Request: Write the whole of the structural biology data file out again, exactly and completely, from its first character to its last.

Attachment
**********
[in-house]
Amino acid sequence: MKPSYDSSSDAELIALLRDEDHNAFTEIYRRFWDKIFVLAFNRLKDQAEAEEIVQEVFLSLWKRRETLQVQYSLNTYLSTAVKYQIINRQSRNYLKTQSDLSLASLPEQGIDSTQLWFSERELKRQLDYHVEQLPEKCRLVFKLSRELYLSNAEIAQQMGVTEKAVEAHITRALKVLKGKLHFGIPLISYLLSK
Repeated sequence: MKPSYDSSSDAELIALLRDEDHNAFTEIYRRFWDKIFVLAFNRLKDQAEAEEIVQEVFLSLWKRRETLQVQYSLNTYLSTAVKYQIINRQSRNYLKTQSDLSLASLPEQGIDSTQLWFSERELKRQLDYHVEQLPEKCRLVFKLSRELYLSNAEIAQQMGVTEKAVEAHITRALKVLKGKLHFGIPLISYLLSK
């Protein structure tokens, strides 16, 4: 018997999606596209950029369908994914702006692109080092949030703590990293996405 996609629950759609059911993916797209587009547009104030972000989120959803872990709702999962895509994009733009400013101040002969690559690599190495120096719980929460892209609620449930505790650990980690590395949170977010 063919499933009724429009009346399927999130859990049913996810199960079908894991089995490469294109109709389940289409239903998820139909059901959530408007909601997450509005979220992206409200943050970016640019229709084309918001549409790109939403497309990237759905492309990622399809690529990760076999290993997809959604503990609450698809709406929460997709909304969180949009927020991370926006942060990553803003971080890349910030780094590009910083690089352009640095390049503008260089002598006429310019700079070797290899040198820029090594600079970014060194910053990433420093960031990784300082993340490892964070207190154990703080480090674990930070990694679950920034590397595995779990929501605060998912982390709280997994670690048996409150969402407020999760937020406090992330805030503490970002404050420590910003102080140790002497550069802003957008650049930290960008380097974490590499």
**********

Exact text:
[in-house]
Amino acid sequence: MKPSYDSSSDAELIALLRDEDHNAFTEIYRRFWDKIFVLAFNRLKDQAEAEEIVQEVFLSLWKRRETLQVQYSLNTYLSTAVKYQIINRQSRNYLKTQSDLSLASLPEQGIDSTQLWFSERELKRQLDYHVEQLPEKCRLVFKLSRELYLSNAEIAQQMGVTEKAVEAHITRALKVLKGKLHFGIPLISYLLSK
Repeated sequence: MKPSYDSSSDAELIALLRDEDHNAFTEIYRRFWDKIFVLAFNRLKDQAEAEEIVQEVFLSLWKRRETLQVQYSLNTYLSTAVKYQIINRQSRNYLKTQSDLSLASLPEQGIDSTQLWFSERELKRQLDYHVEQLPEKCRLVFKLSRELYLSNAEIAQQMGVTEKAVEAHITRALKVLKGKLHFGIPLISYLLSK
């Protein structure tokens, strides 16, 4: 018997999606596209950029369908994914702006692109080092949030703590990293996405 996609629950759609059911993916797209587009547009104030972000989120959803872990709702999962895509994009733009400013101040002969690559690599190495120096719980929460892209609620449930505790650990980690590395949170977010 063919499933009724429009009346399927999130859990049913996810199960079908894991089995490469294109109709389940289409239903998820139909059901959530408007909601997450509005979220992206409200943050970016640019229709084309918001549409790109939403497309990237759905492309990622399809690529990760076999290993997809959604503990609450698809709406929460997709909304969180949009927020991370926006942060990553803003971080890349910030780094590009910083690089352009640095390049503008260089002598006429310019700079070797290899040198820029090594600079970014060194910053990433420093960031990784300082993340490892964070207190154990703080480090674990930070990694679950920034590397595995779990929501605060998912982390709280997994670690048996409150969402407020999760937020406090992330805030503490970002404050420590910003102080140790002497550069802003957008650049930290960008380097974490590499």